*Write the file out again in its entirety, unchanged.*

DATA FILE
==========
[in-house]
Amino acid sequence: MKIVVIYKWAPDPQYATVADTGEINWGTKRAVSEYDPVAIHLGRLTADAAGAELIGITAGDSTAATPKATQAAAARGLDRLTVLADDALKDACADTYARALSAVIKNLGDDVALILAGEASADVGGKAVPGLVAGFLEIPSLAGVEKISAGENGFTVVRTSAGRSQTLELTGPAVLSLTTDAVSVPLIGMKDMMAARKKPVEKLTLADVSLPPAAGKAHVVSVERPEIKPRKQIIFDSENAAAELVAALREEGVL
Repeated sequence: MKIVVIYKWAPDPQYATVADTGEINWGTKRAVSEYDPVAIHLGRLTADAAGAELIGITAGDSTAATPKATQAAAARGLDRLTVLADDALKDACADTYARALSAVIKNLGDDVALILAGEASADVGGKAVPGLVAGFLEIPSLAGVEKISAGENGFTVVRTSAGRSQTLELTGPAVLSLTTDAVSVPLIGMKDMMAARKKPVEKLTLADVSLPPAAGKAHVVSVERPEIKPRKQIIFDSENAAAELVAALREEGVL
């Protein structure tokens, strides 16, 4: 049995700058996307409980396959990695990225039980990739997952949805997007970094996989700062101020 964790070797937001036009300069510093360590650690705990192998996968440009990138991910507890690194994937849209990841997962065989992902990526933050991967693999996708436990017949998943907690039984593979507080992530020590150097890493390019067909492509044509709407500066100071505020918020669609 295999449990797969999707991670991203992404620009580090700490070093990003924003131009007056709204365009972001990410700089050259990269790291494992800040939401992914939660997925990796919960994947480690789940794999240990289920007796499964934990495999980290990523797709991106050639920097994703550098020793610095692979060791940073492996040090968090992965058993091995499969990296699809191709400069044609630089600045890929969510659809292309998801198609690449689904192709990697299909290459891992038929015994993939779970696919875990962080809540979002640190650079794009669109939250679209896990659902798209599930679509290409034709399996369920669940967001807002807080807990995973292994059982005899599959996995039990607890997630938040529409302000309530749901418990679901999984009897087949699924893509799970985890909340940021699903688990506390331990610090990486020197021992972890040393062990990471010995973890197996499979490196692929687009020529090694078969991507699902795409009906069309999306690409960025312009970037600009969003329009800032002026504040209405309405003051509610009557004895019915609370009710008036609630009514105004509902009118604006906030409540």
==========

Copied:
[in-house]
Amino acid sequence: MKIVVIYKWAPDPQYATVADTGEINWGTKRAVSEYDPVAIHLGRLTADAAGAELIGITAGDSTAATPKATQAAAARGLDRLTVLADDALKDACADTYARALSAVIKNLGDDVALILAGEASADVGGKAVPGLVAGFLEIPSLAGVEKISAGENGFTVVRTSAGRSQTLELTGPAVLSLTTDAVSVPLIGMKDMMAARKKPVEKLTLADVSLPPAAGKAHVVSVERPEIKPRKQIIFDSENAAAELVAALREEGVL
Repeated sequence: MKIVVIYKWAPDPQYATVADTGEINWGTKRAVSEYDPVAIHLGRLTADAAGAELIGITAGDSTAATPKATQAAAARGLDRLTVLADDALKDACADTYARALSAVIKNLGDDVALILAGEASADVGGKAVPGLVAGFLEIPSLAGVEKISAGENGFTVVRTSAGRSQTLELTGPAVLSLTTDAVSVPLIGMKDMMAARKKPVEKLTLADVSLPPAAGKAHVVSVERPEIKPRKQIIFDSENAAAELVAALREEGVL
């Protein structure tokens, strides 16, 4: 049995700058996307409980396959990695990225039980990739997952949805997007970094996989700062101020 964790070797937001036009300069510093360590650690705990192998996968440009990138991910507890690194994937849209990841997962065989992902990526933050991967693999996708436990017949998943907690039984593979507080992530020590150097890493390019067909492509044509709407500066100071505020918020669609 295999449990797969999707991670991203992404620009580090700490070093990003924003131009007056709204365009972001990410700089050259990269790291494992800040939401992914939660997925990796919960994947480690789940794999240990289920007796499964934990495999980290990523797709991106050639920097994703550098020793610095692979060791940073492996040090968090992965058993091995499969990296699809191709400069044609630089600045890929969510659809292309998801198609690449689904192709990697299909290459891992038929015994993939779970696919875990962080809540979002640190650079794009669109939250679209896990659902798209599930679509290409034709399996369920669940967001807002807080807990995973292994059982005899599959996995039990607890997630938040529409302000309530749901418990679901999984009897087949699924893509799970985890909340940021699903688990506390331990610090990486020197021992972890040393062990990471010995973890197996499979490196692929687009020529090694078969991507699902795409009906069309999306690409960025312009970037600009969003329009800032002026504040209405309405003051509610009557004895019915609370009710008036609630009514105004509902009118604006906030409540």